I don't think you're wrong for not feeling sorry that you did it, or horrified, or anything like that. You did what was right, and that shouldn't make you feel bad. They're the ones who overreacted.


Thanks, Juska. Your response is really good advice, and it actually makes me feel better about my coworkers too--I was just so angry at them for a while (of course, I can keep a poker face in any situation, so they didn't know that I was angry at all). But people who are accustomed to city life just start imagining the world differently--like killing animals doesn't happen. Your chicken just arrives in a bag at Walmart--that's where it came from. I wish more people had the chance to be around farms, or hunted, and understood more about the "natural order" of things, which would then not phase them as much if I killed the mouse. It would have been more understandable to them.

I was never around farms much as a child, but after having joined the exotic animal community, it really opened my eyes to the realities of animal life. What's humane, what isn't, etc. Of course, some will always disagree with what you consider humane or inhumane, but most people don't get the opportunity to actually talk about these types of things. So the moment they hear that you killed a mouse, it comes as a shock to them, and when I try to explain why, their natural impulse is just to say "eeeww, gross, stop talking! You need professional help!"

All my coworkers are really good people. I don't like to talk down about them at all, but it was pretty surprising how they reacted. Though the general manager still thinks my foxes are gonna turn on me someday. :roll:
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Re: I euthanized my first animal...

Postby Juska » Sat Jan 10, 2015 11:52 pm

On a similar topic, I remember someone saying something in a tanning/leather crafting group on Facebook that I am a part of, along the lines of "I'm about go to deer hunting, does anyone know some words or a prayer that I could say to thank the deer for their sacrifice?"

I basically said "If the deer had any say in the matter, they'd probably ask you not to kill them in the first place. Saying "thanks for the meat" or anything similar is just something to make you feel better about the event. That's it. People romanticize things way too much.

I also said, "The wolf doesn't say a prayer before hunting down and killing his prey." He's hungry, and he must eat, or he will die and his pack will die. That's the way the world is. So don't feel bad about what you're doing if you're going to do it. If you have second thoughts about hunting, you might want to reconsider the idea. The poster did acknowledge the idea that saying something wasn't really going to do anything.

In your case, apologizing was acceptable as you had no time or resources to make the mouse's death even less painless or prevent the situation in the first place. You did what needed to be done, the only thing that could be done, in the most humane manner possible at the time. Much less so than starving or freezing to death in a dumpster. It has been literally deathly cold out the past few days where I live. I pity any living thing that has to make due with the weather outside right now.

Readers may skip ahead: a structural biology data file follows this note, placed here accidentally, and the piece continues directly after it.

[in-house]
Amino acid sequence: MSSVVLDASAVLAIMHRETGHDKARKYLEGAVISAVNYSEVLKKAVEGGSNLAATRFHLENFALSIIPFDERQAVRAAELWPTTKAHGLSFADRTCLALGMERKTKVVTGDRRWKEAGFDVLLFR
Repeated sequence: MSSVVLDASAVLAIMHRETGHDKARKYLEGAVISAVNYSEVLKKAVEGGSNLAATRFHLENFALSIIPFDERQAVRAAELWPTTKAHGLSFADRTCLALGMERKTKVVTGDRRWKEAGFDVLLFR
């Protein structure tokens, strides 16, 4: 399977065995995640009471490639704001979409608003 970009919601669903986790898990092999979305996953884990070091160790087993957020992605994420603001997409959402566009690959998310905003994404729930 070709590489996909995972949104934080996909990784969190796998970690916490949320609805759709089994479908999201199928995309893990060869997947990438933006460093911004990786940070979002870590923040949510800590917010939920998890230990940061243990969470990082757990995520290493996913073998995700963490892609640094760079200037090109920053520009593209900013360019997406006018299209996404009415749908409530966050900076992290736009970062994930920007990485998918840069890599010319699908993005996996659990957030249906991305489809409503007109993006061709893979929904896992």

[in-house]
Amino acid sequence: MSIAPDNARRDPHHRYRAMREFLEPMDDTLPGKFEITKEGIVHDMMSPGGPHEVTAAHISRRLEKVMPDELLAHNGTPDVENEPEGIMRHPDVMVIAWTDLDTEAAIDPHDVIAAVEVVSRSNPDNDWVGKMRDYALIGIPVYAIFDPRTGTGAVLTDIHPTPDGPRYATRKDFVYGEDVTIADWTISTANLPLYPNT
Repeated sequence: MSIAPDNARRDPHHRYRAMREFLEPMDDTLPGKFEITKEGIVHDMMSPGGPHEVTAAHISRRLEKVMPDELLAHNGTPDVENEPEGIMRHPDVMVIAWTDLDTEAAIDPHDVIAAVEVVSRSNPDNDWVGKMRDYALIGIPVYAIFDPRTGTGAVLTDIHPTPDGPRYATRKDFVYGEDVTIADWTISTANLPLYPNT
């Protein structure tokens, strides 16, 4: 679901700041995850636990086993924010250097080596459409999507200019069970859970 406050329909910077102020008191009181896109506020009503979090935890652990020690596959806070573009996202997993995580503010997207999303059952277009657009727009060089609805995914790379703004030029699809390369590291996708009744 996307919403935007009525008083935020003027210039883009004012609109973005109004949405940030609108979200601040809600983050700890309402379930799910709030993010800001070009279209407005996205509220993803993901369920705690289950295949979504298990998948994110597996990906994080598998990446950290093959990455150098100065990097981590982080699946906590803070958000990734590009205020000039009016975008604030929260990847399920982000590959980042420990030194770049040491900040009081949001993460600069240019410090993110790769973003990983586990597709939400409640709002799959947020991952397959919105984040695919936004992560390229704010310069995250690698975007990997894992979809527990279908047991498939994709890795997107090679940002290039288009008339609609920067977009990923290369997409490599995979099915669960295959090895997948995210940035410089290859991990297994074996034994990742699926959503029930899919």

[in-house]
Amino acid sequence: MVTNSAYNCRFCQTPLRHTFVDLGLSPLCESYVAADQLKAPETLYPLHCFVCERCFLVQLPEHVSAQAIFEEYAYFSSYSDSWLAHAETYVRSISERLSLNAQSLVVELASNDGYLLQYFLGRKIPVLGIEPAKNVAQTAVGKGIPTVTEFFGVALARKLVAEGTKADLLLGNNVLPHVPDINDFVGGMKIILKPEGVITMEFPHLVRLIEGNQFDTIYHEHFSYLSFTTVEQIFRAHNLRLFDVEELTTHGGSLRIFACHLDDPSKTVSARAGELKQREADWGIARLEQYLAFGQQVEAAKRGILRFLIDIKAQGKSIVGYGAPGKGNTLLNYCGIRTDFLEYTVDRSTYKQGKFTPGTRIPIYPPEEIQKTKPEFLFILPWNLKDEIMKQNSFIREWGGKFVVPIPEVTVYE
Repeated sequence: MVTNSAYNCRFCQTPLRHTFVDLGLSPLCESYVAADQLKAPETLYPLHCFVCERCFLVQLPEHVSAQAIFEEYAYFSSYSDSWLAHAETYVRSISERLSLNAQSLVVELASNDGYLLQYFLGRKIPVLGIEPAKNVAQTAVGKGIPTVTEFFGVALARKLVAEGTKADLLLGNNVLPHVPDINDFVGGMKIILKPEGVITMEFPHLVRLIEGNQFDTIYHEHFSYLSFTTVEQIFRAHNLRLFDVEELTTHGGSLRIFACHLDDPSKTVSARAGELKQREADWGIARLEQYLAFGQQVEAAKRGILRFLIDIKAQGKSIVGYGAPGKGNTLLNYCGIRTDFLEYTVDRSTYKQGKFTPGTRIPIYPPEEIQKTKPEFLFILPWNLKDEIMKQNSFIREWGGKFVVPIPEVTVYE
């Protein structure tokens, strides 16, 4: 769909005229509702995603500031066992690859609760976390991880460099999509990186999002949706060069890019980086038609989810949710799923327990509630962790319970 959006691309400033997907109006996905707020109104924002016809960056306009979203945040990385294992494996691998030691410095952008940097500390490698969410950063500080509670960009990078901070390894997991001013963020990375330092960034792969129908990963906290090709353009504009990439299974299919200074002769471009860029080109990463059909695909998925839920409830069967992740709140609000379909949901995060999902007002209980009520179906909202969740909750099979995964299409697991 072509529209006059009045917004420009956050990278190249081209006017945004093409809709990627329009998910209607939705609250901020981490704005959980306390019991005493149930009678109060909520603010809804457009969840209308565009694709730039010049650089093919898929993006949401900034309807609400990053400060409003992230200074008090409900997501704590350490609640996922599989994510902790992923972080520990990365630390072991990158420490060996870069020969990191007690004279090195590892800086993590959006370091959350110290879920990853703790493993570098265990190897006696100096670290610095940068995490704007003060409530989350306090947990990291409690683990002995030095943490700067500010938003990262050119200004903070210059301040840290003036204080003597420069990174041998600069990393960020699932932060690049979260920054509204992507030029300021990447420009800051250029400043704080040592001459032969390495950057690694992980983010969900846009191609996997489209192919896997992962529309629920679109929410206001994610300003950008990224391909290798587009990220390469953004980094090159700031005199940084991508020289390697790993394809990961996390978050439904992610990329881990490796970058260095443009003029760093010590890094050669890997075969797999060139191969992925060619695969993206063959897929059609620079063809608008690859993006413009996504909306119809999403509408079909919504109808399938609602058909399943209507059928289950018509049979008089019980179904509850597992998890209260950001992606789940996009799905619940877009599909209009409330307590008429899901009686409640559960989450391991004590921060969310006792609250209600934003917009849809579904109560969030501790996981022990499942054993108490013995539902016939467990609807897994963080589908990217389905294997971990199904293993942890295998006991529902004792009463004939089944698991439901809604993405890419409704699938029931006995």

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Re: I euthanized my first animal...

Postby minervasden » Sun Jan 11, 2015 1:46 am

Ash wrote:
One of the hard things I see in the ball python breeding community is all the "bad clutches," the ones that go wrong. Yes, there are hundreds that go right, but then there are some where they just don't do well at all--like they come out all connected to other parts of their body, or its heart is on the outside of its body, or a baby just doesn't develop correctly, or they are kinked (crooked spine associated with some morphs). The animals are still alive, but they just CAN'T live. So how do they kill them humanely? I really wish I knew. Since my vet has a lot of reptile experience, I will ask her about it and also buy this really good book that reviews reptile problems and diseases (it's a medical book). And maybe if I ever have a bad clutch like that, I can talk with her and figure out what to do.


Many herp breeders use 'bad clutches' to feed other critters. I know and know of alot that do but I'm not sure how open the herp community is about this practice.

If you've not read the AVMA Euthanasia Guidelines, here is a link to the 2013 edition. https://www.avma.org/kb/policies/docume ... anasia.pdf
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Re: I euthanized my first animal...

Postby TamanduaGirl » Sun Jan 11, 2015 2:56 pm

Most native cultures have some form of thanks for the prey animals they use. No it changes nothing for the dead animal but it does for you. It's a reminder to you that you are taking a life to feed yourself and to be respectful of that and not pillage and be trophy hunting or upsetting the balance of things.
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Re: I euthanized my first animal...

Postby Ash » Sun Jan 11, 2015 7:51 pm

I personally believe that this is a good thing to pray/thank. It is you as a human being thanking the animal that you are about to take. It doesn't make killing as cold, because it makes you more pensive about what you're actually doing. I personally really appreciate it when I've seen some people on youtube/facebook offer a prayer of thanks for the animal prior to euthanizing it. To me, it shows the respect they have for life.

I understand if praying isn't really your thing, but it is a part of my religion, and I know that God has placed animals on this earth for us to use. Prior to euthanizing anything for food or feeders, I personally DO plan on saying a word of prayer, thanking God for allowing me to use the animal--his creation--for my own needs.

For me, it would make it so I would never "lose sight" of what I was doing, if that makes sense, and not take killing for granted. I know that's probably more philosophical than you probably wanted to hear, but that's my take on it at least.

I did say sorry to the mouse because I genuinely felt bad for it. I know it can't understand me, so I suppose I was more just saying the words aloud for myself so I wouldn't view the killing as a cruel thing.